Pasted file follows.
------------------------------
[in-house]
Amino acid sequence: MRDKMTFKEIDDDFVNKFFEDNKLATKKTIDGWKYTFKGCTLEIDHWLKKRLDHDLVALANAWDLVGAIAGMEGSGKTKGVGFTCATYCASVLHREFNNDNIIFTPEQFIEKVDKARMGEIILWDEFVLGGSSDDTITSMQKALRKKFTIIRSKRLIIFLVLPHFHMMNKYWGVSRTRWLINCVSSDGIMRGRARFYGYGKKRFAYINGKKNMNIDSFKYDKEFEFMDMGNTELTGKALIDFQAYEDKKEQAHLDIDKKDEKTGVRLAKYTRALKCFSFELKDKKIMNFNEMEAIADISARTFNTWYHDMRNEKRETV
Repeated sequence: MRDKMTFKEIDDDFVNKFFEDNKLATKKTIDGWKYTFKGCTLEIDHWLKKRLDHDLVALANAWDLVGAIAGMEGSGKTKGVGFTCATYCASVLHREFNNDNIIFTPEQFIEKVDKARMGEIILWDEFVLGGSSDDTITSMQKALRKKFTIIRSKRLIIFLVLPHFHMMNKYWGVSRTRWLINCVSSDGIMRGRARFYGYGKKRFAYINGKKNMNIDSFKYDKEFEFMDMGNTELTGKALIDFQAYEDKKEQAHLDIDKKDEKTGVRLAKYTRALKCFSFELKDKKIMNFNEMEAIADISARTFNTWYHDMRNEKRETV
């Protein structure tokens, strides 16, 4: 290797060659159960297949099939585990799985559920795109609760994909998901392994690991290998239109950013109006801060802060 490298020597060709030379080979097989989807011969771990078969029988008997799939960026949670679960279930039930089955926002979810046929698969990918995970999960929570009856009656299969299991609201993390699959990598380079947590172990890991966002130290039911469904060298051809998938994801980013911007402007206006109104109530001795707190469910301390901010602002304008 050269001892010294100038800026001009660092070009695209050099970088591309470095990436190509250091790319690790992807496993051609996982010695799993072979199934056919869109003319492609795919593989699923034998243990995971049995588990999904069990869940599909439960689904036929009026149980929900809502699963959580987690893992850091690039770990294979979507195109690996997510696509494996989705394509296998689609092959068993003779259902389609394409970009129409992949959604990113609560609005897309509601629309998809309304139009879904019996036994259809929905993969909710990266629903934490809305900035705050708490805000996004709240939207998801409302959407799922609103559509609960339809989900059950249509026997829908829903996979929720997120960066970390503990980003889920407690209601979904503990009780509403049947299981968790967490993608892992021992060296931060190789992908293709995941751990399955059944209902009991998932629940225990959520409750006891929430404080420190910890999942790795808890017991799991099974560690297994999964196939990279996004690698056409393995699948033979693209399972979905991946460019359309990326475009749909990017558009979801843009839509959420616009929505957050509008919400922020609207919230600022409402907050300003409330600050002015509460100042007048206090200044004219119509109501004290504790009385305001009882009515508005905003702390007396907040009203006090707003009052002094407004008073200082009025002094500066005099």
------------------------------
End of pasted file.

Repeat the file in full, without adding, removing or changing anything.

[in-house]
Amino acid sequence: MRDKMTFKEIDDDFVNKFFEDNKLATKKTIDGWKYTFKGCTLEIDHWLKKRLDHDLVALANAWDLVGAIAGMEGSGKTKGVGFTCATYCASVLHREFNNDNIIFTPEQFIEKVDKARMGEIILWDEFVLGGSSDDTITSMQKALRKKFTIIRSKRLIIFLVLPHFHMMNKYWGVSRTRWLINCVSSDGIMRGRARFYGYGKKRFAYINGKKNMNIDSFKYDKEFEFMDMGNTELTGKALIDFQAYEDKKEQAHLDIDKKDEKTGVRLAKYTRALKCFSFELKDKKIMNFNEMEAIADISARTFNTWYHDMRNEKRETV
Repeated sequence: MRDKMTFKEIDDDFVNKFFEDNKLATKKTIDGWKYTFKGCTLEIDHWLKKRLDHDLVALANAWDLVGAIAGMEGSGKTKGVGFTCATYCASVLHREFNNDNIIFTPEQFIEKVDKARMGEIILWDEFVLGGSSDDTITSMQKALRKKFTIIRSKRLIIFLVLPHFHMMNKYWGVSRTRWLINCVSSDGIMRGRARFYGYGKKRFAYINGKKNMNIDSFKYDKEFEFMDMGNTELTGKALIDFQAYEDKKEQAHLDIDKKDEKTGVRLAKYTRALKCFSFELKDKKIMNFNEMEAIADISARTFNTWYHDMRNEKRETV
């Protein structure tokens, strides 16, 4: 290797060659159960297949099939585990799985559920795109609760994909998901392994690991290998239109950013109006801060802060 490298020597060709030379080979097989989807011969771990078969029988008997799939960026949670679960279930039930089955926002979810046929698969990918995970999960929570009856009656299969299991609201993390699959990598380079947590172990890991966002130290039911469904060298051809998938994801980013911007402007206006109104109530001795707190469910301390901010602002304008 050269001892010294100038800026001009660092070009695209050099970088591309470095990436190509250091790319690790992807496993051609996982010695799993072979199934056919869109003319492609795919593989699923034998243990995971049995588990999904069990869940599909439960689904036929009026149980929900809502699963959580987690893992850091690039770990294979979507195109690996997510696509494996989705394509296998689609092959068993003779259902389609394409970009129409992949959604990113609560609005897309509601629309998809309304139009879904019996036994259809929905993969909710990266629903934490809305900035705050708490805000996004709240939207998801409302959407799922609103559509609960339809989900059950249509026997829908829903996979929720997120960066970390503990980003889920407690209601979904503990009780509403049947299981968790967490993608892992021992060296931060190789992908293709995941751990399955059944209902009991998932629940225990959520409750006891929430404080420190910890999942790795808890017991799991099974560690297994999964196939990279996004690698056409393995699948033979693209399972979905991946460019359309990326475009749909990017558009979801843009839509959420616009929505957050509008919400922020609207919230600022409402907050300003409330600050002015509460100042007048206090200044004219119509109501004290504790009385305001009882009515508005905003702390007396907040009203006090707003009052002094407004008073200082009025002094500066005099």